Re: RAID 5 7+1 with oracle
- From: "Jonathan Lewis" <jonathan@xxxxxxxxxxxxxxxxxx>
- To: <oracle-l@xxxxxxxxxxxxx>
- Date: Fri, 5 Oct 2007 09:44:10 +0100
I'm not convinced your interpretation of the graphs is correct. Left graph p9: Total for 4 disks (2d + 2d) Writes on the 10K rpm start to hit their catastrophe point at 400 IO/s Writes on the 15K rpm start to hit their catastrophe point at 600 IO/s Right graph p10: Total of 8 disks (7D + 1P) Writes on the 10K rpm start to hit their catastrophe point at 400 IO/s Writes on the 15K rpm start to hit their catastrophe point at 600 IO/s Exactly the same limit despite having twice the spindles. If you want to compare write TIMES, you should be looking atthe right graph on p9: 4D + 4D (eight disks) which get to the catastrophe point at 800 and 1200 IO/S
The same applies with read TIMES - surely you should be comparing the two right-hand graphs. (I'm a little surprised by the similarity of the graphs for reads - in a simplistc queueing theory model I would approximate the RAID-10 as 4 x M/M/2, and the RAID-5 as 8 * M/M/1 with 7/8ths load - and expected the M/M/2 to outperform the other). But maybe it's notreally valid to call RAID10 M/M/2; maybe hp just have some dirty tricks (or errors) in their algorithms that even things out.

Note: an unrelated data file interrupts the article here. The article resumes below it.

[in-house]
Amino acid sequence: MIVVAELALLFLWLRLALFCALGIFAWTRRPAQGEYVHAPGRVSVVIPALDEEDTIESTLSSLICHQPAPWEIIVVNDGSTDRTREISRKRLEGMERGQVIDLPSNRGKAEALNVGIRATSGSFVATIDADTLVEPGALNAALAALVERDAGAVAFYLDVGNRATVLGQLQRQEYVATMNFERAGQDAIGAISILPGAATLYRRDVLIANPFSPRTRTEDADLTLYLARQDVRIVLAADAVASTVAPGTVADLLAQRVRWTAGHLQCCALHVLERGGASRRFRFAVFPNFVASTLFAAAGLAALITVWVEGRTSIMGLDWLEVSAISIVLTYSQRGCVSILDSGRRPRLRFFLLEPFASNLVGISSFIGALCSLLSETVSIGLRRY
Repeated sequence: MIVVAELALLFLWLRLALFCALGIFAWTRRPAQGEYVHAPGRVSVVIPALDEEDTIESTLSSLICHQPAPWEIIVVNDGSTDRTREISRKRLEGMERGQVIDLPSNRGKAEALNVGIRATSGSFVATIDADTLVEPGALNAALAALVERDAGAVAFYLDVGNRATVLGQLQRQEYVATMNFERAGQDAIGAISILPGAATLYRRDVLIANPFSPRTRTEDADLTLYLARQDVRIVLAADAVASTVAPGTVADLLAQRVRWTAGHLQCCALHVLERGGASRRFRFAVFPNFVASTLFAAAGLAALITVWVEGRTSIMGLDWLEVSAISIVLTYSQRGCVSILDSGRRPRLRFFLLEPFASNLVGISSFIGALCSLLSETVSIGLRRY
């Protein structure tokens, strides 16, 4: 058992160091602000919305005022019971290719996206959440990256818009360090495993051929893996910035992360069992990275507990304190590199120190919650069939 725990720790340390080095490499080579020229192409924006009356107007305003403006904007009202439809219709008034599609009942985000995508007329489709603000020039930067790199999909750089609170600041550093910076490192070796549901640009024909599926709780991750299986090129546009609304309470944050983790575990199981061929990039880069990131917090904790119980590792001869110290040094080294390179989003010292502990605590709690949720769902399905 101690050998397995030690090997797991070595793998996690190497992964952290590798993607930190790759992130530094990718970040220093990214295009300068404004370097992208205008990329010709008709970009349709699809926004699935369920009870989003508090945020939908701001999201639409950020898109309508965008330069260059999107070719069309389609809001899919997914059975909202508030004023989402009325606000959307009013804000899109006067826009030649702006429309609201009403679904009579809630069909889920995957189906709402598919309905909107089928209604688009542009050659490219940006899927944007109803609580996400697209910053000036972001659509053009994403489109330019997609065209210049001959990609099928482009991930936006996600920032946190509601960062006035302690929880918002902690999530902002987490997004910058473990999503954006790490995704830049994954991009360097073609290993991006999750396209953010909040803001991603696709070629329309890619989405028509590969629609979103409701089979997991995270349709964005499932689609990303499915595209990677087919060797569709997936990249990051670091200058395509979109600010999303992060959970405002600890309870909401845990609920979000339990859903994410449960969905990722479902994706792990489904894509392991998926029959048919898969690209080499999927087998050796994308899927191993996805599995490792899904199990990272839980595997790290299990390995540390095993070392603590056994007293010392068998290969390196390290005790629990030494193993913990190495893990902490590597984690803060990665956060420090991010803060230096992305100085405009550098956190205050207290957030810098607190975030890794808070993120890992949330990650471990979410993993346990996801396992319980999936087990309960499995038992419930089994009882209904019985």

If you want to compare volume of data stored, of course, that's a completely different matter. Regards Jonathan Lewis http://jonathanlewis.wordpress.com Author: Cost Based Oracle: Fundamentals http://www.jlcomp.demon.co.uk/cbo_book/ind_book.html The Co-operative Oracle Users' FAQ http://www.jlcomp.demon.co.uk/faq/ind_faq.html
Date: Thu, 4 Oct 2007 17:35:14 -0700 From: "Greg Rahn" <greg@xxxxxxxxxxxxxxxxxx> Subject: Re: RAID 5 7+1 with oracle In order to avoid a religious war I'll just offer this: Look at: http://h71028.www7.hp.com/ERC/downloads/4AA0-7923ENW.pdf This document shows that RAID5 (7D+1P : page 10 right graph) is far better than RAID 1(2D+2D : page 9 left graph) both on read and write operation.